Despite early signs of Russian buildup in Syria, U.S. officials caught flat-footed

Among the first clues that Russia was mobilizing for a military offensive in Syria were requests Moscow began making in mid-August for permission to cross other countries’ territory with more and larger aircraft.

“We were getting the word the Russians were asking for inordinate overflights,” a senior Obama administration official said, referring to reports from U.S. allies receiving the requests. Russia was seeking clearance for not only cargo planes but also “fighter aircraft and bombers” that Syrian pilots had never been trained to fly, the official said. “It was clear that something pretty big was up.”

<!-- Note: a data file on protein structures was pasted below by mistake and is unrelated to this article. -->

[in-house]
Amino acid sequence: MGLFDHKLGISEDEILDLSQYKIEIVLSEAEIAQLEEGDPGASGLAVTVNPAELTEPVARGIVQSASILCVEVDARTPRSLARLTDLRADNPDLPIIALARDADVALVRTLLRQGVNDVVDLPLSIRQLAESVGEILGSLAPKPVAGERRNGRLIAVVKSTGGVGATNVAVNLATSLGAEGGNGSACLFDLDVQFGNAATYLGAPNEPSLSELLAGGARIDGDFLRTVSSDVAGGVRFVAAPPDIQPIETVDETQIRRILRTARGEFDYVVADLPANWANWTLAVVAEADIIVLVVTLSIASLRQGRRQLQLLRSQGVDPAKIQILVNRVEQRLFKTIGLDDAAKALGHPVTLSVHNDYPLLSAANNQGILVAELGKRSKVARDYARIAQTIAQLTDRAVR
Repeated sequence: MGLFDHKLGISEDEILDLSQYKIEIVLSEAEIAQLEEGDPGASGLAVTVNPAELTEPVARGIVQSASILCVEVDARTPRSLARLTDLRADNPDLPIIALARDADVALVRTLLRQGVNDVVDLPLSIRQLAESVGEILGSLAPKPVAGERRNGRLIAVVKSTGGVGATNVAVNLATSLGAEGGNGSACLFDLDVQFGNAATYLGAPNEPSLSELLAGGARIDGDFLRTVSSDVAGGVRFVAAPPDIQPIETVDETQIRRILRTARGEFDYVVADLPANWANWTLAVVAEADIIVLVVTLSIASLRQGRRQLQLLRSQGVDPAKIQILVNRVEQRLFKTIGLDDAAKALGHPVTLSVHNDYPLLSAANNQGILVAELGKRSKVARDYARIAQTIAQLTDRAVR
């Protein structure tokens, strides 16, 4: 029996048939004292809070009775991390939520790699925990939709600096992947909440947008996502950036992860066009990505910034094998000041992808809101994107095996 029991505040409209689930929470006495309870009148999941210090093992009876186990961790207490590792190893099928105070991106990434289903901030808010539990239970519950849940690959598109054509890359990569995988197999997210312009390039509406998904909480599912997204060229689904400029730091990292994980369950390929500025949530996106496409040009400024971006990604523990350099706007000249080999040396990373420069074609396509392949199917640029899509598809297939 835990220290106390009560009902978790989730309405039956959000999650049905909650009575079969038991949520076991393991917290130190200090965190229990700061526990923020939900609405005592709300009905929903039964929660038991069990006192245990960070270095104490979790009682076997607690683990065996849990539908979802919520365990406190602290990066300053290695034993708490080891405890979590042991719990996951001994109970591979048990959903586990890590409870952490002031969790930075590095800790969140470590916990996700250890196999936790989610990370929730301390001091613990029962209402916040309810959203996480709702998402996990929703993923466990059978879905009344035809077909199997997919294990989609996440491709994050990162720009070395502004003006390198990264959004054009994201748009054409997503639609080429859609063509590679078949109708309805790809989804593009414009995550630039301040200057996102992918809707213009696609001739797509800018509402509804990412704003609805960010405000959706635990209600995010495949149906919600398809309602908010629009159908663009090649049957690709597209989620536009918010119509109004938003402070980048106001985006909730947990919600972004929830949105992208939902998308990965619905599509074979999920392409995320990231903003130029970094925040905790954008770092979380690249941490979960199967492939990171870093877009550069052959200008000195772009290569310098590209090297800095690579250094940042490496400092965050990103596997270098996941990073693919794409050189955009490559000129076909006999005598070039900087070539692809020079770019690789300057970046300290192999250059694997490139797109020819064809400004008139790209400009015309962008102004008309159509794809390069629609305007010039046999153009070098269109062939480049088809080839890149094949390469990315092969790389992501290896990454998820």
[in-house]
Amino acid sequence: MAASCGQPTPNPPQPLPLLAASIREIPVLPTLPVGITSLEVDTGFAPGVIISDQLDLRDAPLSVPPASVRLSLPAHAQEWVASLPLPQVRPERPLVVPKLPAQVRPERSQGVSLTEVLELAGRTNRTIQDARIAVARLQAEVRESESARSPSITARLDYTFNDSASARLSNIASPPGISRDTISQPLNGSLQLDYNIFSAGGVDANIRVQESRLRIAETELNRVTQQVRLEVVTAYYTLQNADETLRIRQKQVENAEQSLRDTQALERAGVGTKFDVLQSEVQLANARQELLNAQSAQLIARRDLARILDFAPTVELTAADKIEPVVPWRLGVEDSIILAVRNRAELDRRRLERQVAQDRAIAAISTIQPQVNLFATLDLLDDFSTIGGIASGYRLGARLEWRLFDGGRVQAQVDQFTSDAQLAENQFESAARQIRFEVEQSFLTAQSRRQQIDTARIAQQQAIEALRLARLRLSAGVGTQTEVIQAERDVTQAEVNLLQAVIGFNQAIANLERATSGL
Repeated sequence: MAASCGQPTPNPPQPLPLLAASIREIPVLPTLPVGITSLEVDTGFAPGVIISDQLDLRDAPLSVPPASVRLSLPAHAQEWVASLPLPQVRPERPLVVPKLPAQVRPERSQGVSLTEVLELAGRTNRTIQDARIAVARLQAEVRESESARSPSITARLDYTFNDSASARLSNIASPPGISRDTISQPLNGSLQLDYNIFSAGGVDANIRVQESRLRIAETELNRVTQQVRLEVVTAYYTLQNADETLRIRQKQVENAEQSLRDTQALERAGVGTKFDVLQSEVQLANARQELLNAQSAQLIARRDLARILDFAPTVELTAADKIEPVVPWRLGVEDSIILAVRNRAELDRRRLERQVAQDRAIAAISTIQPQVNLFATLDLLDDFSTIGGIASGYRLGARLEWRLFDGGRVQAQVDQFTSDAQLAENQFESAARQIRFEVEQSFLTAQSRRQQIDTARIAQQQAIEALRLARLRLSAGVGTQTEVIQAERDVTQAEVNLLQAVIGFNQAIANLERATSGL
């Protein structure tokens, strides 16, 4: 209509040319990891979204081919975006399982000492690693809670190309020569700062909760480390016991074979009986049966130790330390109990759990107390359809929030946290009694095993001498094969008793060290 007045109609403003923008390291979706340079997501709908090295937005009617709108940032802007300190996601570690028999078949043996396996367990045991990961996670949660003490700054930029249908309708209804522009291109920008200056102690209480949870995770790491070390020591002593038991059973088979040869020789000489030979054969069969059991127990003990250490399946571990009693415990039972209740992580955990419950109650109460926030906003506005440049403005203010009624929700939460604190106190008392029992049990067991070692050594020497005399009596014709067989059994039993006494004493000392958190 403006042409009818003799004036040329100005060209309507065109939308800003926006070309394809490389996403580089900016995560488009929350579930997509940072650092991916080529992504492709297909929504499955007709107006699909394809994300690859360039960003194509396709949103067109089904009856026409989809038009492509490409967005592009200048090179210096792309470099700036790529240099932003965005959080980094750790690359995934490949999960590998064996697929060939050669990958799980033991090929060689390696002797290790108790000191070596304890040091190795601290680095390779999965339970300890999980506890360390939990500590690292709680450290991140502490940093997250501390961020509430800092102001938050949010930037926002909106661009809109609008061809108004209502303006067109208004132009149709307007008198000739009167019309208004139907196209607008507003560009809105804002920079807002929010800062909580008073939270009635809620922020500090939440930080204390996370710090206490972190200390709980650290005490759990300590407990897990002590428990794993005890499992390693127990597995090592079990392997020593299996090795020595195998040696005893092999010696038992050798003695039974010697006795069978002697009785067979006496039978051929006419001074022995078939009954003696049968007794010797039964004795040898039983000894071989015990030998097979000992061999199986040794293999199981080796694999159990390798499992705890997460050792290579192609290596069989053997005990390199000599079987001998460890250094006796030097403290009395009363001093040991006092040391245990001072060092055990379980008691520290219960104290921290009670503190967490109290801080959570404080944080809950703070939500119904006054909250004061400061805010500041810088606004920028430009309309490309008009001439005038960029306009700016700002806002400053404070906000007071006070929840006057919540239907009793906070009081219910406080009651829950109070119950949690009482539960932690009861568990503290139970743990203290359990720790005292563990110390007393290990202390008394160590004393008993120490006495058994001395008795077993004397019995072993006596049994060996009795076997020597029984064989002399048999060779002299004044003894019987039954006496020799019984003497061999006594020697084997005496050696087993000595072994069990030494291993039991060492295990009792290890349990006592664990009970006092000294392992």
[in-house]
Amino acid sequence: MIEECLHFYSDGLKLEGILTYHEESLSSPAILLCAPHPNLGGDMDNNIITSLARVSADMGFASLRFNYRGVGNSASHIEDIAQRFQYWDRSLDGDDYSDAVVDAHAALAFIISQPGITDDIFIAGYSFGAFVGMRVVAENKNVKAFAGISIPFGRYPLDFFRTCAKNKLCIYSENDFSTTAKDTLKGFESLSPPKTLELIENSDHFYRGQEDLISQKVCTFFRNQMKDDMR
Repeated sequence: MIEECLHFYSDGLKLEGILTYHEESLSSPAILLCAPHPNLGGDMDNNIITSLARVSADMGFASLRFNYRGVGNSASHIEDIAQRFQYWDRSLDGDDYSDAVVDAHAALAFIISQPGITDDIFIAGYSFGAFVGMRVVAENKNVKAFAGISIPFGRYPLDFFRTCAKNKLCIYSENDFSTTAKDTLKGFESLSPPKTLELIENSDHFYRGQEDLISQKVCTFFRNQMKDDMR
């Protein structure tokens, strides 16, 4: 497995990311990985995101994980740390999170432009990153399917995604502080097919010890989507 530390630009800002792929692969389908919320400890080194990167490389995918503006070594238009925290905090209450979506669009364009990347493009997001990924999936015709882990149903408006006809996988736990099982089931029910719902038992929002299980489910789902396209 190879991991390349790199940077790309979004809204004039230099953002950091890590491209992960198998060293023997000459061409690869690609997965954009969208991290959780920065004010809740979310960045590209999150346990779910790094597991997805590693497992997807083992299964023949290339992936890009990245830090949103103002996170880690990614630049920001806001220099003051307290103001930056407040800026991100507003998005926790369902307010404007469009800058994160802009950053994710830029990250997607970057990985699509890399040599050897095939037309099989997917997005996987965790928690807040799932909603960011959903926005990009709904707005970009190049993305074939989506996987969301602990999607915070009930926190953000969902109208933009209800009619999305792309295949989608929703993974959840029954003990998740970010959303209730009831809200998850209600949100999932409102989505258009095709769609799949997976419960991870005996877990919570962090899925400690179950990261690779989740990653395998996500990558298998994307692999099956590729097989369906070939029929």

But despite that early suspicion — which only intensified as Russia then deployed fighter jets and teams of military advisers — the United States seemed to be caught flat-footed by the barrage of airstrikes that Moscow launched last week.